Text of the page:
“There is a focus on building skill sets relevant for the green economy, not just in the SEZ, but also for the regional and national economy. The need for green skills is steadily growing globally, resulting in future-proof career opportunities for suitably skilled citizens.
“In all this, we continually emphasise, as part of the company culture, the role and value of active investment facilitation in ensuring that investors looking to get into the exciting Greentech market are supported and given a solid and secure base from which to operate.”
Green skills development and growing technical capabilities within the Atlantis community are part of the ASEZCo’s strategic objectives, aligned to the legislative requirement of the Special Economic Zones Act to grow the regional economy and drive socioeconomic impact.
The Integrated Ecosystem department (IES) includes skills and enterprise development, together with community integration. The team applies principles of system thinking to identify and address deeply rooted socioeconomic challenges in a complex community environment and support the expansion of community assets and adaptive
systems. The IES team’s work supports the Living Lab through its activities, most notably ensuring social inclusion through harnessing green technology for the Atlantis community, as well as its industrial zone.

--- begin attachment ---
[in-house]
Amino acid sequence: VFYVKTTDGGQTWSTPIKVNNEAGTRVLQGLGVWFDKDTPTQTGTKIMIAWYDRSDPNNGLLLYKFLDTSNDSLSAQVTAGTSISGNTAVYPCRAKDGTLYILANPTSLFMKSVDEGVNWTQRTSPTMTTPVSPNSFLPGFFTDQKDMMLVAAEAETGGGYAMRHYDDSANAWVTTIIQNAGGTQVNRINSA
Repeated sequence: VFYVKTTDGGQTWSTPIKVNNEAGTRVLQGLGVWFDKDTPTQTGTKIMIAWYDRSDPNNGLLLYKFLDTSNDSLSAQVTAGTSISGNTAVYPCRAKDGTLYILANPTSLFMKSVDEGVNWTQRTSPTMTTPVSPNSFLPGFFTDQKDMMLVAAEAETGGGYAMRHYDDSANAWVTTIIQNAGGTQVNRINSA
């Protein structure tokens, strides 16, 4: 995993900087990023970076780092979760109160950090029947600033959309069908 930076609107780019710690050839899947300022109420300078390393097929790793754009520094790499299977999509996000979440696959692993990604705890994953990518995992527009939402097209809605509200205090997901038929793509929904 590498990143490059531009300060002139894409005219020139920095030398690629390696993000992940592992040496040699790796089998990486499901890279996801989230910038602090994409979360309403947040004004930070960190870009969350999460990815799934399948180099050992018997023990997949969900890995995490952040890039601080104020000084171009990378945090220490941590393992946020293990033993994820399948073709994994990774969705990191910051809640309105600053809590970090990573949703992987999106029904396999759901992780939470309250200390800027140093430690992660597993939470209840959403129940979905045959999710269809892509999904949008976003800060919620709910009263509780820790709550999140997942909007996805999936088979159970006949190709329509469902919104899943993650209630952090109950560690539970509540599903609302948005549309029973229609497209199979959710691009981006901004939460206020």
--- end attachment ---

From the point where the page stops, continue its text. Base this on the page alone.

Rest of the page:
The team of six collectively implement initiatives to support the development agenda. Their expertise includes business incubation, green economy and digital development, and community engagement coupled with a wealth of business and local knowledge from three homegrown Atlantis talents. The aim is to enable the Atlantis community, and particularly its youth, to tap into growing job opportunities, particularly opportunities in the buoyant green economy.
The investment into skills development and community initiatives is aligned with many of the Sustainable Development Goals (SDGs), collectively aiming to provide a resilient and more sustainable future for Atlantis. The concept of “shared value” refers to identifying and expanding connections between societal and economic progress. This is a powerful practice as it is driven by the core of business, thus ensuring that sustainable and equitable impact on communities is not extractive by nature, but value-adding.
The work in skills development and community integration directly addresses SDGs 8 “Decent work and economic growth”, SDG 9 “Industry, Innovation and Infrastructure”, SDG 11 “Make cities safe and human settlements inclusive, safe, resilient and sustainable”. The integration of business and community through intentional engagement and action actively enables participation in the economy and accessing employment opportunities.
The Atlantis Special Economic Zone will continue to grow the regional economy in a meaningful and impactful way, enabling the regeneration of Atlantis and leading the way in green economy manufacturing in an eco-industrial park that puts sustainability and social inclusion at the top of its agenda.